Phenomena such as voltage distortions, variations, unbalances, flicker, dips, sags ... are difficult to interpret in relation to the topology of the infrastructure and load variability. An even more poignant question: why would a DSO measure imperfections in its system, thus implying a shortcoming in its primal task?
The answer to this question is probably that a typical DSO will try to find a solution which is affordable and beneficial to address the most urgent infrastructure issues in the shorter term, while planning long-term capacity upgrades to the system at a more nominal replacement cycle. To direct such short and long-term investment planning effectively, being aware of areas with present issues, and areas with future potential for problems can greatly help in this task. Also, by being aware of areas where the power quality is trending to the limits, effective scheduling of works can exactly prevent costly PQ shortcomings before they become noticed by the customers. Thus, the DSO gains the option to operate a more pro-active and precise asset management.
Bausch Datacom will integrate this approach in a cost effective solution that can be
deployed and fitted in secondary distribution substations (MV-LV). The aim is to introduce a basic product that allows communication (GPRS, 3G, LTE, CDMA 450 MHz) using a SCADA protocol, such as IEC 60870-5-104, and can interface - using Modbus over RS-485 - to modules performing the core functions, such as directional fault passage indication, metering and basic Power Quality indications.

ARGUS is an instrumentation portfolio that allows communication (GPRS, 3G, LTE, CDMA 450 MHz) using a SCADA protocol, such as IEC 60870-5-104, and which can interface - using Modbus over RS-485 - modules performing directional fault passage indication, metering and Power Quality indications.

The ARGUS Approach to Smart MV-LV Substations
In order to balance budgetary, logistic and functional challenges, the ARGUS portfolio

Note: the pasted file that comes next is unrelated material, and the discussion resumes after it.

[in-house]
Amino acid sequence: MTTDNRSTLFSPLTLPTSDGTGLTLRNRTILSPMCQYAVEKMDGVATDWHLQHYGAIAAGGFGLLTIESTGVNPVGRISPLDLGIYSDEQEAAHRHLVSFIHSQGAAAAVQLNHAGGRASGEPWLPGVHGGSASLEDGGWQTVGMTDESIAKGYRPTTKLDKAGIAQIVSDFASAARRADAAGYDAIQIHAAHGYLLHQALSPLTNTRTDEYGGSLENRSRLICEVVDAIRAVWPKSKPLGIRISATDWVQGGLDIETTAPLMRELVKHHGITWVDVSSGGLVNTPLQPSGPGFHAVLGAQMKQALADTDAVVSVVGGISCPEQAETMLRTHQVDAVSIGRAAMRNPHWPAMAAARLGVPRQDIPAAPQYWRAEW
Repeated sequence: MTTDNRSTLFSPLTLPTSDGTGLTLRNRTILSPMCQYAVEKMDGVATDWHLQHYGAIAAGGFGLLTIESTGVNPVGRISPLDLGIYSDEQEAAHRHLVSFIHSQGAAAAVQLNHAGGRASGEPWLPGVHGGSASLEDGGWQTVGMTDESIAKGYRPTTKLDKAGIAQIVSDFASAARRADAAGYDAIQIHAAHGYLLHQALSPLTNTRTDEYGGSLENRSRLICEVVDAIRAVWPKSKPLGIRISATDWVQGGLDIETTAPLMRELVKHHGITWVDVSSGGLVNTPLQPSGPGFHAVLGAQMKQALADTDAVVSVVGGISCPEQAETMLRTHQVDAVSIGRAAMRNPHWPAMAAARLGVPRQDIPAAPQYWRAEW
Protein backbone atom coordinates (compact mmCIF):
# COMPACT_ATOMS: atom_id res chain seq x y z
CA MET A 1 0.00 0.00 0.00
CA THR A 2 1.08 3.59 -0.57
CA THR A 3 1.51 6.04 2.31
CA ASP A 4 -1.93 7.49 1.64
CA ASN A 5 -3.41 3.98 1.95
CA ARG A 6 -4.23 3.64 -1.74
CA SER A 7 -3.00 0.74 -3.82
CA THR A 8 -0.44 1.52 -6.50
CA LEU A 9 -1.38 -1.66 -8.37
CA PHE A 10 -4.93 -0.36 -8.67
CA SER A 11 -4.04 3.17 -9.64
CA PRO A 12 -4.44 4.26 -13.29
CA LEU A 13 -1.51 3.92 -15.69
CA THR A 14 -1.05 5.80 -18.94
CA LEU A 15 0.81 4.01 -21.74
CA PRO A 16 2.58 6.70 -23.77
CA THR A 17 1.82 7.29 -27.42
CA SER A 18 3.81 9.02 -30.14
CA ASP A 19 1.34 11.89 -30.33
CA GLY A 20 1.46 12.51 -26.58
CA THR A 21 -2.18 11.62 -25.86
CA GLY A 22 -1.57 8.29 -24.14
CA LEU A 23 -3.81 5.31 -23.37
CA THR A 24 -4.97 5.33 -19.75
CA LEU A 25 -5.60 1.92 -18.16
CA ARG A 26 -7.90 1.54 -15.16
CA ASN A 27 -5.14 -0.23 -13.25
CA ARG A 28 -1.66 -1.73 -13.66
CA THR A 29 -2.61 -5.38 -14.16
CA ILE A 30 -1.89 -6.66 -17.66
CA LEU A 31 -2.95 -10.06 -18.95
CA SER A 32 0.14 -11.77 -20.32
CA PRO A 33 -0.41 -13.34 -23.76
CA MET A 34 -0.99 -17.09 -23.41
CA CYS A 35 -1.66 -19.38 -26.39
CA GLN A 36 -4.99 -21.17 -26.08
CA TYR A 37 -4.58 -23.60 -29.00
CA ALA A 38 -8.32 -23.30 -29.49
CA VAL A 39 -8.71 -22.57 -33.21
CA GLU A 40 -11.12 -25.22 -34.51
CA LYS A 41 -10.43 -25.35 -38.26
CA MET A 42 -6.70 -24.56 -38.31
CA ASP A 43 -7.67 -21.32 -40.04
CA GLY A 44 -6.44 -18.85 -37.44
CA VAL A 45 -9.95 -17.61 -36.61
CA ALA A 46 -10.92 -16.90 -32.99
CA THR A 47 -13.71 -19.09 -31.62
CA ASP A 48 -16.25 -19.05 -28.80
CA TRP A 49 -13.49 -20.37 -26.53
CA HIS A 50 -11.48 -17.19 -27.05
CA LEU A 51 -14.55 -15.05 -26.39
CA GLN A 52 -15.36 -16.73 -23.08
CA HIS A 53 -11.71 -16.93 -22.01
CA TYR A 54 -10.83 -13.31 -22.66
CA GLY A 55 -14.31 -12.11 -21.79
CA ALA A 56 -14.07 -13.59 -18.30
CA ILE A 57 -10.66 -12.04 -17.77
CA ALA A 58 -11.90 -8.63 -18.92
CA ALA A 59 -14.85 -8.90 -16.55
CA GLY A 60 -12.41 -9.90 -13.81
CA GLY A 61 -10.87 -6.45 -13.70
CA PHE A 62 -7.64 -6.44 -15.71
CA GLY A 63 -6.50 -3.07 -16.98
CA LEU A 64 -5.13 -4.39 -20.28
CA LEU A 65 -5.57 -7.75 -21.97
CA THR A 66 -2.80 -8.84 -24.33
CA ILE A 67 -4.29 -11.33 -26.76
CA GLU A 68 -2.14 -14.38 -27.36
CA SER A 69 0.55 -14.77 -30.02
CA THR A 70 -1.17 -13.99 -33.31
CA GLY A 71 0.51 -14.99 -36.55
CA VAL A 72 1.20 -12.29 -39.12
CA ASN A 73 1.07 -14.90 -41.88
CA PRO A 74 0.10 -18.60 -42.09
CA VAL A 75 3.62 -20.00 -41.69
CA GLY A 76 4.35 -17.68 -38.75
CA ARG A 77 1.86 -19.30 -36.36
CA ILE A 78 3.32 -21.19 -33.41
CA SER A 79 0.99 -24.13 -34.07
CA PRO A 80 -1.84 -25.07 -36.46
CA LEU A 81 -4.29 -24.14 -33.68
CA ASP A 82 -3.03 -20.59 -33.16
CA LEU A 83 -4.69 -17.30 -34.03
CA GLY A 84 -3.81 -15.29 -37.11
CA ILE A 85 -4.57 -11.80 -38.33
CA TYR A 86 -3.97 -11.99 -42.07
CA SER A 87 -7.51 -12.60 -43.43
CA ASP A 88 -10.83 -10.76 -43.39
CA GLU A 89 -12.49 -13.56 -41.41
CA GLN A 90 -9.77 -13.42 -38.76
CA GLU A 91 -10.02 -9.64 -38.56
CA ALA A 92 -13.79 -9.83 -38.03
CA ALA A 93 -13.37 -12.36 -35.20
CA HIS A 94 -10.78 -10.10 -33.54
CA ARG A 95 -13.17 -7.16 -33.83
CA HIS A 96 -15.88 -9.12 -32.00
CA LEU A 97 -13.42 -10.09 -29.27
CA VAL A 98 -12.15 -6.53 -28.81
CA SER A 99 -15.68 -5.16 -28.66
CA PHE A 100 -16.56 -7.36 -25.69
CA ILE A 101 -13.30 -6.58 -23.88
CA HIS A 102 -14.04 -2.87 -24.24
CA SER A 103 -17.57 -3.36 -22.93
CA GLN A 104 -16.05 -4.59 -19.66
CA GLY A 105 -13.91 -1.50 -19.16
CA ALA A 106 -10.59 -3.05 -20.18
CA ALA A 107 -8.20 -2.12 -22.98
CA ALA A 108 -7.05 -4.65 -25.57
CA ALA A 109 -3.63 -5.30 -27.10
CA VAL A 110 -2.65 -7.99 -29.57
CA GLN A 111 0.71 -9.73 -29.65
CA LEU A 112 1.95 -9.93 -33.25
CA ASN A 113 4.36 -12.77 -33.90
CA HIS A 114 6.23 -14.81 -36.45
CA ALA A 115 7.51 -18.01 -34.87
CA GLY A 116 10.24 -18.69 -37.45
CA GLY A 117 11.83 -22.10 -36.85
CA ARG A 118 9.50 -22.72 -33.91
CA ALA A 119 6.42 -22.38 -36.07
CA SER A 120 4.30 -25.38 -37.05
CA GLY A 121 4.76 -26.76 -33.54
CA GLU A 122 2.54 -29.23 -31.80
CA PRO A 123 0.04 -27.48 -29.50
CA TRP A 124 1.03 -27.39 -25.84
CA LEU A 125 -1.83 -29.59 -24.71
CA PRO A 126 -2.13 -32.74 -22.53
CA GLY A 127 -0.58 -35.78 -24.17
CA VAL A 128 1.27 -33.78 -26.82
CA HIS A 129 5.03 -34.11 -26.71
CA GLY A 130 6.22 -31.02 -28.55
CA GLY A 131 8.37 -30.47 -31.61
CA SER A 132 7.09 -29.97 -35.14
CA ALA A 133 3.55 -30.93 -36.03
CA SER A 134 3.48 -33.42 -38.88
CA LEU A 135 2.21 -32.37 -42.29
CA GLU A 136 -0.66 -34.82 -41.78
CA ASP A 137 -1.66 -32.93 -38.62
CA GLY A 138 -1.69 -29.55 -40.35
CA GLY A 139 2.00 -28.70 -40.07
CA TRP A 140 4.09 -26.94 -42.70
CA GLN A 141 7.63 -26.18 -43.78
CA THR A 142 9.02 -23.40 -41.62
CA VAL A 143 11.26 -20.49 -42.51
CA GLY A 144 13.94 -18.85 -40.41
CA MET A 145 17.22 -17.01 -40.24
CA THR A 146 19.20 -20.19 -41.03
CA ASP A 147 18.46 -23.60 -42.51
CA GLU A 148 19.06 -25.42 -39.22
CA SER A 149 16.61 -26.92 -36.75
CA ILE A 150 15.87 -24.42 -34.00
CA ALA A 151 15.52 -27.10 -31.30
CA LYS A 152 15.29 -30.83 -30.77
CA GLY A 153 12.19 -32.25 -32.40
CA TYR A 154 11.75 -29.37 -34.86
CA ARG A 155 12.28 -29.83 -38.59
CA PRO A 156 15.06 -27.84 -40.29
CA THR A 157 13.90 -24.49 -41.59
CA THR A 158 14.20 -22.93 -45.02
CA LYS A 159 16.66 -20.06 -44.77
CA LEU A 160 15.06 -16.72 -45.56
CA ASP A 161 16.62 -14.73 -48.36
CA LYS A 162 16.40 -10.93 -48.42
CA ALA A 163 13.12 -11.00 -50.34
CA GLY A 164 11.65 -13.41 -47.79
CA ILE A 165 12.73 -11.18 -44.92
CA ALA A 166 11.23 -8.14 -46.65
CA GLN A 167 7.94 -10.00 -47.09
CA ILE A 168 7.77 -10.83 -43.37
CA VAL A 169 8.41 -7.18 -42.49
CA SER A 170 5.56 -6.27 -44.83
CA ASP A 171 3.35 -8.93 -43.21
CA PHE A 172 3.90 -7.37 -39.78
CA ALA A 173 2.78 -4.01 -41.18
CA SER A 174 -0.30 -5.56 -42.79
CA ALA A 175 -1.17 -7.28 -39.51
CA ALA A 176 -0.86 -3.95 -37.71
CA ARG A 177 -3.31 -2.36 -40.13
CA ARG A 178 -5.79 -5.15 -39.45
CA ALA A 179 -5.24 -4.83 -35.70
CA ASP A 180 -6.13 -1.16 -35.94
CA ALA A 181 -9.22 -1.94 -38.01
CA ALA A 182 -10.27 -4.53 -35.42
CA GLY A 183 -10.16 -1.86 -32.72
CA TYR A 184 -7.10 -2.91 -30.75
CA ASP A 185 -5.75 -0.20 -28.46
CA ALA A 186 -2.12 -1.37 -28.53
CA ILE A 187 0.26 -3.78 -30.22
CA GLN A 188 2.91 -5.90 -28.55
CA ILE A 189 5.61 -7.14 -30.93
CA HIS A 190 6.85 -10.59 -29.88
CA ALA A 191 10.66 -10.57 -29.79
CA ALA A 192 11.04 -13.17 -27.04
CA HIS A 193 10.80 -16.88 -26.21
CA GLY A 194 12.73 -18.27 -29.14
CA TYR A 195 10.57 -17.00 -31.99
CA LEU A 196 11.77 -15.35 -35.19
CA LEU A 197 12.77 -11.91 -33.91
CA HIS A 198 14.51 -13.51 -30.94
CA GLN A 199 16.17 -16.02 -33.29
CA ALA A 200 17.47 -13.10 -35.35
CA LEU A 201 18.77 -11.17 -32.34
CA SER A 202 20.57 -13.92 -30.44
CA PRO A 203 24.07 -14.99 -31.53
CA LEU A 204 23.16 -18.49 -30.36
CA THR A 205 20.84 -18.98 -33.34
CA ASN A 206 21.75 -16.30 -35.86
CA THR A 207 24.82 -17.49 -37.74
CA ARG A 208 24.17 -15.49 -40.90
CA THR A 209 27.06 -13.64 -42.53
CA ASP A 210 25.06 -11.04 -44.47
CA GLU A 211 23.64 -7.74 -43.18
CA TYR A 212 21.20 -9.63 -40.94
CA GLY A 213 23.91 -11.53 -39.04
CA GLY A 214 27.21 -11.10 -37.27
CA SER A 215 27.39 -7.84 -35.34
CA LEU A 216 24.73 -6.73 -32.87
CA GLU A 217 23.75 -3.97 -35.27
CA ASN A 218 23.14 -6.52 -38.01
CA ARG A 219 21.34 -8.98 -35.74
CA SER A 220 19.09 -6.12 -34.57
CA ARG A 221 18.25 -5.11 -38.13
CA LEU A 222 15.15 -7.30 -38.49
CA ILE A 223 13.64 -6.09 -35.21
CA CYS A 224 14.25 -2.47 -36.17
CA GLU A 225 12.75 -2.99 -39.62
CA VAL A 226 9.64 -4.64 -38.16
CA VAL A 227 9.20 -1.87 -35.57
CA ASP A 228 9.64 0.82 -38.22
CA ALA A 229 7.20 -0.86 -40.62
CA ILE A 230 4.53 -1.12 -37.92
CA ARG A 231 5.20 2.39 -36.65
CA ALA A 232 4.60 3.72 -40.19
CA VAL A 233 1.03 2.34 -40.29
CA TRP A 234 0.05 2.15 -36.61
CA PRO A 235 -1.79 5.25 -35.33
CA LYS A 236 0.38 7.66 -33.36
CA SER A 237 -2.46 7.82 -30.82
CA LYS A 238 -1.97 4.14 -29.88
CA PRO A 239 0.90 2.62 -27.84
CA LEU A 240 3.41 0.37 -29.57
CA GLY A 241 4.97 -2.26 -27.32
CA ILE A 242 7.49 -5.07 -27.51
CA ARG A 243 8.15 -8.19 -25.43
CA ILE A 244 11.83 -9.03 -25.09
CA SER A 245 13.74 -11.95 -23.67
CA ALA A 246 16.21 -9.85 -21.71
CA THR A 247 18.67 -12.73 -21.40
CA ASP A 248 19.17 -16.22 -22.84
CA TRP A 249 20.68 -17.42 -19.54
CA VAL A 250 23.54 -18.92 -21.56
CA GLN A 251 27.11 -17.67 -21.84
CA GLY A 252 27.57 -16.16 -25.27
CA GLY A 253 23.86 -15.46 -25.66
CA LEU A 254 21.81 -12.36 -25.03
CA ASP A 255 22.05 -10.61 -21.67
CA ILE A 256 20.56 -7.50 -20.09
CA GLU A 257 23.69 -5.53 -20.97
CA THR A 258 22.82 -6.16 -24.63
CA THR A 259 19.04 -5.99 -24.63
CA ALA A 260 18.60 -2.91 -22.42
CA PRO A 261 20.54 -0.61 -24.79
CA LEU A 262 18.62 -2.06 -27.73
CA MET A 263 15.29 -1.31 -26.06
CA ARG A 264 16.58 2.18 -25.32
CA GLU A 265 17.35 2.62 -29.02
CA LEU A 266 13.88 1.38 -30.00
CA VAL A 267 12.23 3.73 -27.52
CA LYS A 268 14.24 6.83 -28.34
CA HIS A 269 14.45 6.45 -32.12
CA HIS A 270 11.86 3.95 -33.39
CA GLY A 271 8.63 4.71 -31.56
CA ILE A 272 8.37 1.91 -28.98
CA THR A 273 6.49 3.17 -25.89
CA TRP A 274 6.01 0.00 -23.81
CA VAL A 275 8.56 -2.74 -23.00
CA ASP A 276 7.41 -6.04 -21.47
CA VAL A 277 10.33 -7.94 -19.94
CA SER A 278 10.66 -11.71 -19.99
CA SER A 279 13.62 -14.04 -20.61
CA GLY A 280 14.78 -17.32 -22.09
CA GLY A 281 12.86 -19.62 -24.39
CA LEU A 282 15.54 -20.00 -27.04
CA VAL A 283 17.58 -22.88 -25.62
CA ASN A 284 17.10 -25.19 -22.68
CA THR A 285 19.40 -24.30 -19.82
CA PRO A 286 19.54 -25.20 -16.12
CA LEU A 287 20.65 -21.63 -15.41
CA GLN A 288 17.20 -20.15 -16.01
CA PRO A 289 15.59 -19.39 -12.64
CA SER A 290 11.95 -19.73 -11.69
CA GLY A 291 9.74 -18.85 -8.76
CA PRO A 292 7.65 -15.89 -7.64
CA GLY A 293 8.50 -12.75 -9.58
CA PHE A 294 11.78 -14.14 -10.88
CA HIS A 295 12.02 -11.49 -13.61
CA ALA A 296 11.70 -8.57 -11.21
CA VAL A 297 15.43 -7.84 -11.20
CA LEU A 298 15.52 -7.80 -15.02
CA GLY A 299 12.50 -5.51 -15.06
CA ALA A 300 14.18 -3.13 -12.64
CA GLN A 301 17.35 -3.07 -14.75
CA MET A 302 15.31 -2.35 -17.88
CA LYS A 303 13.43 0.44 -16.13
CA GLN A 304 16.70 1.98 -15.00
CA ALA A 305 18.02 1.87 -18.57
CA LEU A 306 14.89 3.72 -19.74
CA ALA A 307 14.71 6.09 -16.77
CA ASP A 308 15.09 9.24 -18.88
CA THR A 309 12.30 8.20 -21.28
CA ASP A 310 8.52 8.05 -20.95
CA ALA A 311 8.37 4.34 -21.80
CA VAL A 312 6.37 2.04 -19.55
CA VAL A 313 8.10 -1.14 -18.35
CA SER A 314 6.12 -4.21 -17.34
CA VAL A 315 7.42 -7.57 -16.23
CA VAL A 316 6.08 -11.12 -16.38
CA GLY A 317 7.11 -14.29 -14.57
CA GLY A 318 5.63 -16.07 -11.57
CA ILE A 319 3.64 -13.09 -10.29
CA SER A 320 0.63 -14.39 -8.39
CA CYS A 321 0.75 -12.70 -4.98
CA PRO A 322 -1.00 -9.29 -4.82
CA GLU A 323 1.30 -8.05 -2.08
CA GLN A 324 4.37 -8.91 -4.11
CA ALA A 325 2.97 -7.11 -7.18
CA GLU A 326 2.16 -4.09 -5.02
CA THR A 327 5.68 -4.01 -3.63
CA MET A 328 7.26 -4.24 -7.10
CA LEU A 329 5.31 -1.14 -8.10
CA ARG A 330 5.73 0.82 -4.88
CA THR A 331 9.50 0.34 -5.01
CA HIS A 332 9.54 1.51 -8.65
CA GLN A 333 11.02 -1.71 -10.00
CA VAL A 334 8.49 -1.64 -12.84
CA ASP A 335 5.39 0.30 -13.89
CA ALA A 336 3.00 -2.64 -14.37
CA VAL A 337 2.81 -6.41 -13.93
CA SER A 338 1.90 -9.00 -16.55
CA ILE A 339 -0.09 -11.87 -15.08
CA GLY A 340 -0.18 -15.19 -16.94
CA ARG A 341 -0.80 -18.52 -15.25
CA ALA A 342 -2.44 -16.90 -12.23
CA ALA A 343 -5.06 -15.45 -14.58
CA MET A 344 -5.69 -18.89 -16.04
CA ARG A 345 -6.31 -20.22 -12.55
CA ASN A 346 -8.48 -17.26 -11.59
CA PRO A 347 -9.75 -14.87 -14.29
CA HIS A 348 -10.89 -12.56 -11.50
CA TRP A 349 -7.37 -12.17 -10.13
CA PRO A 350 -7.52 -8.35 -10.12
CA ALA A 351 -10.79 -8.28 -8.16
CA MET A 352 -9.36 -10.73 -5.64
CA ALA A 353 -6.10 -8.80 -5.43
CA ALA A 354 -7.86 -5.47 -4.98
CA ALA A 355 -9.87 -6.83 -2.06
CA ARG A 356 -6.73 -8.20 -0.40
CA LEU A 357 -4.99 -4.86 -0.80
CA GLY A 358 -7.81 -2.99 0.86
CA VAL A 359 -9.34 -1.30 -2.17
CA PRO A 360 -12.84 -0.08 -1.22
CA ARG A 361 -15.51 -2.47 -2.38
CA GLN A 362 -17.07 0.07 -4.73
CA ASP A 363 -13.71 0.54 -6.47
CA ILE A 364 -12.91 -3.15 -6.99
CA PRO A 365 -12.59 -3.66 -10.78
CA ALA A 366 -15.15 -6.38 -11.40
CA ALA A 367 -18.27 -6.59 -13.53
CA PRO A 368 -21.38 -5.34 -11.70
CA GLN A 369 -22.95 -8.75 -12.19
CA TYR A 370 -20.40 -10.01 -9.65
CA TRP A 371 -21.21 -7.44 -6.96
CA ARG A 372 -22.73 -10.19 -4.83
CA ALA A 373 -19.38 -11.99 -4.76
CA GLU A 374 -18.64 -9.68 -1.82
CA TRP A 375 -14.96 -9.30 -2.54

was designed from the ground up to be modular. The system is based on a main communication device - DinBox RTU M4 - which is a ‘stepping stone' unit that provides communication (GPRS, 3G, LTE or CDMA 450 MHz - Telit module approved by Liander and Stedin in Holland), protocols such as IEC 60870-5-104 slave and Modbus and a limited number of digital inputs and outputs.
This communication device is managed by the PRAXIS Modem Management Unit, meaning that the infrastructure of DB RTU SL RTU's can be grouped, monitored, configured, diagnosed, and firmware of the applications can be upgraded in a central manner.
The main module for the grid state measurements is the DinBox ARGUS which incorporates a minimum number of digital and analog channels to perform alarm functions (short-circuit, temperature, smoke, doors, and other monitoring), Directional Fault Passage Indication on MV, and energy and Power Quality measurements. This data will be sent/retrieved by the DinBox RTU M4 through Modbus and ‘mapped' to the IEC 60870-5-104 central SCADA
The DinBox RTU ARGUS can be extended by DinBox ARGUS eLV, providing many additional analog channels (for example for load profile monitoring and fuse state detection on each LV feeder individually), and by DinBox ARGUS eDigital, which provides digital inputs, outputs and PT100 interfacing (for example, to remote-control a motorized RMU). The main idea is to offer to DSO's a way to deploy basic functionalities on the large scale of the MV-LC substations, and use the modularity of the ARGUS system to scale each installation as changing operating requirements dictate now and in the future. As industry-standard busses are used within ARGUS, compatibility with already-installed and legacy equipment is possible in many cases.

 

 

 

date_range Published on 19-08-2015 00:00
person Rik Verheyen